The criticism to Boyle’s manifesto is twofold.  First, it does little to classify these rights from the standpoint of different developing nations. To use the words of Shamnad Basheer, the black and white categorization of developed and developing nations ignores technological heterogeneity between developing countries. Second, the manifesto should have touched upon the issues of hegemonic international IP policy and how can a neutral body (not one in which the members have a conflict of interest) arrive at a possible solution for framing international IP policies.

In a recent work, Jeremy DeBeer posits a rather more optimistic view in light of the General Assembly of WIPO unanimously adopting forty-five recommendations regarding IP and development in 2007.  This is being viewed as an attempted paradigm shift for IP policies in the twenty-first century. Its key demand is to re-establish the public policy aspects of IP rights, emphasizing that the protection and enforcement of IP cannot be an end in itself.  This shift alleviates some of Boyle’s concerns towards hegemonization in IP Policy making. Thus, WIPO’s development agenda rejects a one-size, (especially an extra-large size), model of global IP law.

  1. Tony Pak is a JD candidate at Osgoode Hall and is taking the Intellectual Property Theory course.

    I agree with Professor Boyle that WIPO does need to increase its role in shaping Intellectual Property policy. However, I don’t think Professor Boyle meant to distinguish nations by their level of development as Shamnad Basheer criticizes. From Boyle’s manifesto, it certainly appears that a black and white categorization method is being applied. I believe this is a result of Boyle’s comparison to environmental policy and his use of the environment as an example of the interconnecting system that intellectual property policy actually represents. Environmental debate is frequently cloaked in the categorization of developed and developing nations. I think it was rather an unfortunate byproduct of Boyle’s comparison that led to the opinion that he wished to categorize nations as either developed or developing.

    Furthermore, Boyle advocates for seven general principles to guide WIPO. Of those seven principles, the principle of “Developmental Appropriateness” suggests to me that Boyle is not actually advocating for a clear black and white distinction between developed and developing nations. The principle of “Developmental Appropriateness” discusses how intellectual property has actually changed with time, space and economic development and Boyle advocates that intellectual property should develop as it did through history and away from the concept of maximalist rights. In my opinion, this principle leaves enough room to consider the technological heterogeneity between nations.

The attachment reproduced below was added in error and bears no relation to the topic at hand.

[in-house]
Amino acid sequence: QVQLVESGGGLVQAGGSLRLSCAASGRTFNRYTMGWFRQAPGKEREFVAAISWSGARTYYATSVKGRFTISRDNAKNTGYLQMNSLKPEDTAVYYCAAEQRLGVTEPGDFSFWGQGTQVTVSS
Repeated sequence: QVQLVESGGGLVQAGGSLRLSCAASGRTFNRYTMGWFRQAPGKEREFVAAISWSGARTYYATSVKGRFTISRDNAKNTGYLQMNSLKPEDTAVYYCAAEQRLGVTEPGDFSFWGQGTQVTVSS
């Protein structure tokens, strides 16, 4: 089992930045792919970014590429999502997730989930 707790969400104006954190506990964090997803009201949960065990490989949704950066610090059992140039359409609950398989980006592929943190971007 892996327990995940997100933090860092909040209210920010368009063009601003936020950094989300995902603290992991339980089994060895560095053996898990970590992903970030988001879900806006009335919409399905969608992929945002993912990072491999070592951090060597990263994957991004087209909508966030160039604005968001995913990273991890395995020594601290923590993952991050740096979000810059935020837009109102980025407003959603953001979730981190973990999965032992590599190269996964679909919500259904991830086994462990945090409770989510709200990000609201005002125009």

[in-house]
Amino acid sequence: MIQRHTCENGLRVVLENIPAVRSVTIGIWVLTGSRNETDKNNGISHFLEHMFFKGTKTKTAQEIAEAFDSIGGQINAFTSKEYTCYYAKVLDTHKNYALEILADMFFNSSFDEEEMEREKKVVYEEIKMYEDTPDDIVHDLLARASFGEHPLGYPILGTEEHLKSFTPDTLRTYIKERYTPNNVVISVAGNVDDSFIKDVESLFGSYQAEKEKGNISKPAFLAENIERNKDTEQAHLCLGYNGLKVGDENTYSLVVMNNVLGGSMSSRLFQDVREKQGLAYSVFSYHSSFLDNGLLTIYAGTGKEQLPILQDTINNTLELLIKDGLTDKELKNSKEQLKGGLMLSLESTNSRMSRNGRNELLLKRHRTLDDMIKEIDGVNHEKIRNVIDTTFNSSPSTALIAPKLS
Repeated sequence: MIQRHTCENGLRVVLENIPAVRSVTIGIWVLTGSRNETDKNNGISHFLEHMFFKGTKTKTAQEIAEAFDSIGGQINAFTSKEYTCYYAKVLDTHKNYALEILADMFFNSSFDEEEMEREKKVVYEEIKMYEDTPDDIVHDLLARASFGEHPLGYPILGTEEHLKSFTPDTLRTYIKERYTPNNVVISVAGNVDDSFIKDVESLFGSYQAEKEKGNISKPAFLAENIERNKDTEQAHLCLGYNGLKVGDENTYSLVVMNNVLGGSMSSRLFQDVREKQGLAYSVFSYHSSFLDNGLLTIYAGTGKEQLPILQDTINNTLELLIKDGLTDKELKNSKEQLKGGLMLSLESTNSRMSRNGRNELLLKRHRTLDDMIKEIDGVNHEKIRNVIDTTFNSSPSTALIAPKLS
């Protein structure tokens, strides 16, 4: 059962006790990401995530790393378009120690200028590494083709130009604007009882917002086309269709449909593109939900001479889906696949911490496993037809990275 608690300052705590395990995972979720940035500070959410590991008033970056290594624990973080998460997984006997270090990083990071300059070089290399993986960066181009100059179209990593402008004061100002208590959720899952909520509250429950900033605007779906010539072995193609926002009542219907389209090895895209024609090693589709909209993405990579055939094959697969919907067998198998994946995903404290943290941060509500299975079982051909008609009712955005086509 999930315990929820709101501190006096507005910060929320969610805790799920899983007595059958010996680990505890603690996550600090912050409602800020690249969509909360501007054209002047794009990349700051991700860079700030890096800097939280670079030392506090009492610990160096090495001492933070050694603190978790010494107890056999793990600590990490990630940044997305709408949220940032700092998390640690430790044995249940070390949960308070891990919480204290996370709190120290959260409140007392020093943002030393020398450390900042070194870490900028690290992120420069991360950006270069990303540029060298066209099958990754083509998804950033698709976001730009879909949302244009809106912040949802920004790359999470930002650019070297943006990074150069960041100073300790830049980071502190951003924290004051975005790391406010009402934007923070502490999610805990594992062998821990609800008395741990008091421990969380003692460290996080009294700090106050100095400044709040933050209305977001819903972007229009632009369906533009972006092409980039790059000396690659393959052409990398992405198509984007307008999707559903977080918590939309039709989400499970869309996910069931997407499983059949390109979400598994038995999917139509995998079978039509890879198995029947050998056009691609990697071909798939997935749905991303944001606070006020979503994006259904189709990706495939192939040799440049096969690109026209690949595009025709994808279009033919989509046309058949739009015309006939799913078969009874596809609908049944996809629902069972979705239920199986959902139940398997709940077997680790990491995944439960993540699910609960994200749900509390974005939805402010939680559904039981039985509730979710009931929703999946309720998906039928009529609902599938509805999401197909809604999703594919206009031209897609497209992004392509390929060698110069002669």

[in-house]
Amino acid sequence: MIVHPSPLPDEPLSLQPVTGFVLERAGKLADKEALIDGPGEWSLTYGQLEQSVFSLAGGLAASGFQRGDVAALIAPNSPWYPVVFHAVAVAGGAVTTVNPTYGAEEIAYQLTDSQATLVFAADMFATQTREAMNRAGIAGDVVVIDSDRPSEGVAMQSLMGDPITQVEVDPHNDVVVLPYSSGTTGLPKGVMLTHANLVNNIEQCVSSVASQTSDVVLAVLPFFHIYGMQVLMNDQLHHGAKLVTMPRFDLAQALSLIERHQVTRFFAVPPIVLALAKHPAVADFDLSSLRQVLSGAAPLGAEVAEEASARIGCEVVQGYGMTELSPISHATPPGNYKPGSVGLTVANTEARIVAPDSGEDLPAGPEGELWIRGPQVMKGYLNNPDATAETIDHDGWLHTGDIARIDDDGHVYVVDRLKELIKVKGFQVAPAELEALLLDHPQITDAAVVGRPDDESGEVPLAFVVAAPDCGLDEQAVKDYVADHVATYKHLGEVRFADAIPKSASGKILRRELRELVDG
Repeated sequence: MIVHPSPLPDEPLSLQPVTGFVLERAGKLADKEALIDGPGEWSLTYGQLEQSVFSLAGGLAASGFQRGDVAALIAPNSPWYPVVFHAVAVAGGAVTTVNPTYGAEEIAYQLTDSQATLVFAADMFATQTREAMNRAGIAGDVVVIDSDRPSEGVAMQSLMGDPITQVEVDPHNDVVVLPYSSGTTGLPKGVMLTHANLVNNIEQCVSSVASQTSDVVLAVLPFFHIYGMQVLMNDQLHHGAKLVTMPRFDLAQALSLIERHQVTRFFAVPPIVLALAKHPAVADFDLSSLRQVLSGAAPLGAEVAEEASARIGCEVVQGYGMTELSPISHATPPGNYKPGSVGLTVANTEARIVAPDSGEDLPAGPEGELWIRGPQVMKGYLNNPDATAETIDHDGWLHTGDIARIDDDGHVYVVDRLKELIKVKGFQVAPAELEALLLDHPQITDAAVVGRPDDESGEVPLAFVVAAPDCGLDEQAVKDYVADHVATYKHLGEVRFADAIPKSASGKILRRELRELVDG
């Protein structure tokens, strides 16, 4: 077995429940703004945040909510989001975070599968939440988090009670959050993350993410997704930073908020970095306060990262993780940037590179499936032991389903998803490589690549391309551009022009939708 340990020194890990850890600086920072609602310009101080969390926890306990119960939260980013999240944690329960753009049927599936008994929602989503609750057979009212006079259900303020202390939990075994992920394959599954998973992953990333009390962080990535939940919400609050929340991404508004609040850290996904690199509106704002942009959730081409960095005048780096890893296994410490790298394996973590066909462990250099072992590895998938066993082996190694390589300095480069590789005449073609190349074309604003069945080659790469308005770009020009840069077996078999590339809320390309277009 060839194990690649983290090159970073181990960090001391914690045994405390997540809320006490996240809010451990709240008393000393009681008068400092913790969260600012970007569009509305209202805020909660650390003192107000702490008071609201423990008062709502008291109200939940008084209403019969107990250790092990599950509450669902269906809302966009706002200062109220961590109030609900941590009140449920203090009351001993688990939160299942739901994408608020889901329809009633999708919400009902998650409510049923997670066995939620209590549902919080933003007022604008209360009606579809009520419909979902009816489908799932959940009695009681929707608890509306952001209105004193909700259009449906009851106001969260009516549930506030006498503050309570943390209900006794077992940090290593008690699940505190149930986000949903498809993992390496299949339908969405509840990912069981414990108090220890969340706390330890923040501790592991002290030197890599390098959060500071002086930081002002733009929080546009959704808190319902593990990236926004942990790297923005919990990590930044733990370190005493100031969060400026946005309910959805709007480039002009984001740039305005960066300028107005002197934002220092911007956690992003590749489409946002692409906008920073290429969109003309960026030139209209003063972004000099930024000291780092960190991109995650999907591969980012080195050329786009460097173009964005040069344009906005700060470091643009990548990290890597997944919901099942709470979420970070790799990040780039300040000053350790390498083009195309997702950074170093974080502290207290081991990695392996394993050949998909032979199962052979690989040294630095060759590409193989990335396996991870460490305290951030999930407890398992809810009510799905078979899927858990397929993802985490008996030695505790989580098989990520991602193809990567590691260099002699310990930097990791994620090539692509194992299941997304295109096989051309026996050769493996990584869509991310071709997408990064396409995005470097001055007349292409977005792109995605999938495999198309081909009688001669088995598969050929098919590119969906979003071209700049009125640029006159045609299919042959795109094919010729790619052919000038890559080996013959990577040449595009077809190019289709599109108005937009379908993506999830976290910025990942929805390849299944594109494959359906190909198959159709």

On the other hand, the forty-five recommendations made in 2007 are likely not a cause for unbridled optimism. De Beer, himself, cites some potential pitfalls within the recommendations. For example, recommendation number 12 states that WIPO should “further mainstream development considerations.” De Beer points out that there is nothing in that recommendation to define furthering development beyond economic considerations. He also points out that, in order to reach a consensus, the recommendations were purposely worded such that they would be ambiguous. He cites that ambiguity allows for malleability, but in my opinion, it could also allow for maintenance of the status quo.

    Historically, the United Nations has been heavily influenced by the wealthier nations much like how lobby groups influence policy in the domestic arena. The net exporters of intellectual property are normally the ones who lobby the most for an expansion of intellectual property rights and frequently, these exporters of intellectual property are the wealthier nations. The interests of the users are, therefore, usually underrepresented at the policy making stage. This is true in the domestic arena and it appears that the same phenomenon gets translated into the international arena. Even if WIPO is able to resist the influences of the wealthier nations, there is nothing to prevent those same nations from forcing their ideas with respect to intellectual property onto the poorer nations through international treaties and trade agreements. Thus, although malleability could give flexibility to the implementation of intellectual property in different areas, it could just as easily be exploited by wealthy countries and provide them with the justification that they are within the bounds of the recommendations of WIPO.

    I sum up by saying that I do not mean to undermine or belittle the significant achievement of obtaining consensus between so many member nations, but it just seems that many of these recommendations are rather hollow and there is still a very long way to go before these recommendations are implemented in any meaningful way.

  2. Thanks for your comments Tony. I would like to clarify that as mentioned above, the black and white categorization discussed here refers to the different developing nations and not the developed v. developing countries debate. Therefore this point comes as criticism that the author does little to address these voices from different developing countries perspective. As pointed out on page 3 bottom paragraph in his article, the author says that when it comes to IP policy, developing countries are “hardly a homogeneous group” and therefore it doesn’t explain as to where the line should be drawn when considering IP policies from different developing nations perspective. Further, the technological heterogeneity between nations is meant within the different developing countries. Therefore, developing countries which are technologically more proficient in one or more areas of technology may require different IP norms than their relatively less proficient counterparts.